Do you have a plan to vote?
Let us tell you the information you need to register and cast a ballot in D.C.
Three years ago, bass player, DJ, and then record store owner Andy Noble and singer and tailor Black Wolf (born Jesse Davis) decided to put together an old-school soul band to play once a month in Milwaukee. Kings Go Forth, named after a Frank Sinatra movie, ended up with 10 members, all talented players or singers and day jobs, ranging from lawyer to contractor to high school math teacher to hotel valet. They eventually released some singles, one of which some BMX cyclists borrowed for a YouTube video. Yale Evelev, who manages and co-owns the David Byrne-founded Luaka Bop Records, has a son who’s into bikes and saw the video. Impressed with the music, Evelev signed the group; their debut effort, The Outsiders Are Back, with a cover drawn by noted D.C. outsider artist Mingering Mike, is being released today. The group will be at the U Street Music Hall this evening with longtime D.C. soul artist Sir Joe Quarterman and DJs Nitekrawler (Kevin Coombe) and Secret Chimp (Dori Hadar).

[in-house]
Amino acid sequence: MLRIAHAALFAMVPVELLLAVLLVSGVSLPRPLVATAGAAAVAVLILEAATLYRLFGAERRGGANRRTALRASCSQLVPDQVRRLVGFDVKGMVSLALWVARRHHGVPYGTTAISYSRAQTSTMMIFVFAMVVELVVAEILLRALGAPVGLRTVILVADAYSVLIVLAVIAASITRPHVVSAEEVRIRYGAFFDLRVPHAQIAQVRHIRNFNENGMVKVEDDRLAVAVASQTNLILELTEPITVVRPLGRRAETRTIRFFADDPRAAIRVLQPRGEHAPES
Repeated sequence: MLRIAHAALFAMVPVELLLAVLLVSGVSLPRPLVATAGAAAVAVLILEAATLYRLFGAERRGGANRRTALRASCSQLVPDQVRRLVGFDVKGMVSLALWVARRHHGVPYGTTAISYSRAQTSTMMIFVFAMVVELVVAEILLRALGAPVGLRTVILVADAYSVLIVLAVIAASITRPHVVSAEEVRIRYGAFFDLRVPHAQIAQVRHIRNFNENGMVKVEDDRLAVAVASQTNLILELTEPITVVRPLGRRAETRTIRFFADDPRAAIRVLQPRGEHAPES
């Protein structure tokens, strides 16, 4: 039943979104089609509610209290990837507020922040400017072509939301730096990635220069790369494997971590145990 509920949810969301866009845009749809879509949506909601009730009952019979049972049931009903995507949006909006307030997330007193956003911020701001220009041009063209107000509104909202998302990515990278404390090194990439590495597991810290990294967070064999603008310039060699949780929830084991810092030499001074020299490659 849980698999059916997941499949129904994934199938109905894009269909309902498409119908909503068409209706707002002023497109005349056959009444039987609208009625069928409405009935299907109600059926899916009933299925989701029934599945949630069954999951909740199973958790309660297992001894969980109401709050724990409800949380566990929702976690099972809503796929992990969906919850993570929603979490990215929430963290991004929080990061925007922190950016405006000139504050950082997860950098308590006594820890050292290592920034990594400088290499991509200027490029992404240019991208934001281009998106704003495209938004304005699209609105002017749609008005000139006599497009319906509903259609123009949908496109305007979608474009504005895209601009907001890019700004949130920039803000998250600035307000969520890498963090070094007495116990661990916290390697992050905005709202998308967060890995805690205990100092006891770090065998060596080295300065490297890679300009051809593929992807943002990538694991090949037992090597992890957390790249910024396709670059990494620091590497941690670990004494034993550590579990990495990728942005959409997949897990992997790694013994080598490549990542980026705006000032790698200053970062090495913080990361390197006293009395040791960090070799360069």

The Kings don’t go for synth-supported chitlin’ circuit soul or modern R&B: This is strictly throwback soul in the late-’60s and early-’70s style, with three vocalists and seven instrumentalists. That means gospel-rooted vocals that alternately wail or hit falsetto heights, Latin-rooted percussion, tinkling keyboards, and a horn section blaring in and out.
Quarterman is best known for his group Sir Joe Quarterman and Free Soul, whose first single, the funky, catchy, and topical “(I Got) So Much Trouble in My Mind,”entered the R&B Top 30 in 1973. (You may have heard it in the video game Grand Theft Auto: San Andreas).
Kings Go Forth and Sir Joe Quarterman perform tonight with MC Mingering Mike and DJs Nitekrawler and Secret Chimp. Doors open at 8 p.m. at the U Street Music Hall,1115 U St. NW. $12. (202) 588-1880.